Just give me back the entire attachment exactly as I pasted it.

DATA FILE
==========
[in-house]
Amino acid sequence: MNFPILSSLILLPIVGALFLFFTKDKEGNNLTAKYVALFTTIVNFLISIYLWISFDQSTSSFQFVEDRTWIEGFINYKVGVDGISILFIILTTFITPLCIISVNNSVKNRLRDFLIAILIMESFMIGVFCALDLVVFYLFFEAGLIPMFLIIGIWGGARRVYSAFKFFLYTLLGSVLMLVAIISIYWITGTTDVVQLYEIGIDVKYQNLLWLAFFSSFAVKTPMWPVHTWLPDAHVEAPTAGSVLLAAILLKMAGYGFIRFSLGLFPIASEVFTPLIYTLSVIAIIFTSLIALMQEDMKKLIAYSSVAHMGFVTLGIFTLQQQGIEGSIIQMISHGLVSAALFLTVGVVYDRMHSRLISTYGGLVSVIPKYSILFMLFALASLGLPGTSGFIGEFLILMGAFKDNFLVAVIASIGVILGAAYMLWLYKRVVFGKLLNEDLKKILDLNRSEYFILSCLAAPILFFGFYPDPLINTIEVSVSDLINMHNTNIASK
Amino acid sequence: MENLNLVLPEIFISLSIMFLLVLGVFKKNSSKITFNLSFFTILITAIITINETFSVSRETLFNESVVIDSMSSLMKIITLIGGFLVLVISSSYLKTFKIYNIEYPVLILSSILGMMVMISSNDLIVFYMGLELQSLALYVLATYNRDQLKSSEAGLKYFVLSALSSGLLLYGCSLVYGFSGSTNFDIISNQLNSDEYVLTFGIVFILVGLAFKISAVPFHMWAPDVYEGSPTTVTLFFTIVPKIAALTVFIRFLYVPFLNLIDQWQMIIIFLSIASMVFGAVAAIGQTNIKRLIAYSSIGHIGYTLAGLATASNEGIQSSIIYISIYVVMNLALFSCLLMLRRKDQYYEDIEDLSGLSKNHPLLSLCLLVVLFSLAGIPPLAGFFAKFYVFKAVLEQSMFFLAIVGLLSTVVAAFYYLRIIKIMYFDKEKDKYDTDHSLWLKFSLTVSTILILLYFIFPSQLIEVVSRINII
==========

[in-house]
Amino acid sequence: MNFPILSSLILLPIVGALFLFFTKDKEGNNLTAKYVALFTTIVNFLISIYLWISFDQSTSSFQFVEDRTWIEGFINYKVGVDGISILFIILTTFITPLCIISVNNSVKNRLRDFLIAILIMESFMIGVFCALDLVVFYLFFEAGLIPMFLIIGIWGGARRVYSAFKFFLYTLLGSVLMLVAIISIYWITGTTDVVQLYEIGIDVKYQNLLWLAFFSSFAVKTPMWPVHTWLPDAHVEAPTAGSVLLAAILLKMAGYGFIRFSLGLFPIASEVFTPLIYTLSVIAIIFTSLIALMQEDMKKLIAYSSVAHMGFVTLGIFTLQQQGIEGSIIQMISHGLVSAALFLTVGVVYDRMHSRLISTYGGLVSVIPKYSILFMLFALASLGLPGTSGFIGEFLILMGAFKDNFLVAVIASIGVILGAAYMLWLYKRVVFGKLLNEDLKKILDLNRSEYFILSCLAAPILFFGFYPDPLINTIEVSVSDLINMHNTNIASK
Amino acid sequence: MENLNLVLPEIFISLSIMFLLVLGVFKKNSSKITFNLSFFTILITAIITINETFSVSRETLFNESVVIDSMSSLMKIITLIGGFLVLVISSSYLKTFKIYNIEYPVLILSSILGMMVMISSNDLIVFYMGLELQSLALYVLATYNRDQLKSSEAGLKYFVLSALSSGLLLYGCSLVYGFSGSTNFDIISNQLNSDEYVLTFGIVFILVGLAFKISAVPFHMWAPDVYEGSPTTVTLFFTIVPKIAALTVFIRFLYVPFLNLIDQWQMIIIFLSIASMVFGAVAAIGQTNIKRLIAYSSIGHIGYTLAGLATASNEGIQSSIIYISIYVVMNLALFSCLLMLRRKDQYYEDIEDLSGLSKNHPLLSLCLLVVLFSLAGIPPLAGFFAKFYVFKAVLEQSMFFLAIVGLLSTVVAAFYYLRIIKIMYFDKEKDKYDTDHSLWLKFSLTVSTILILLYFIFPSQLIEVVSRINII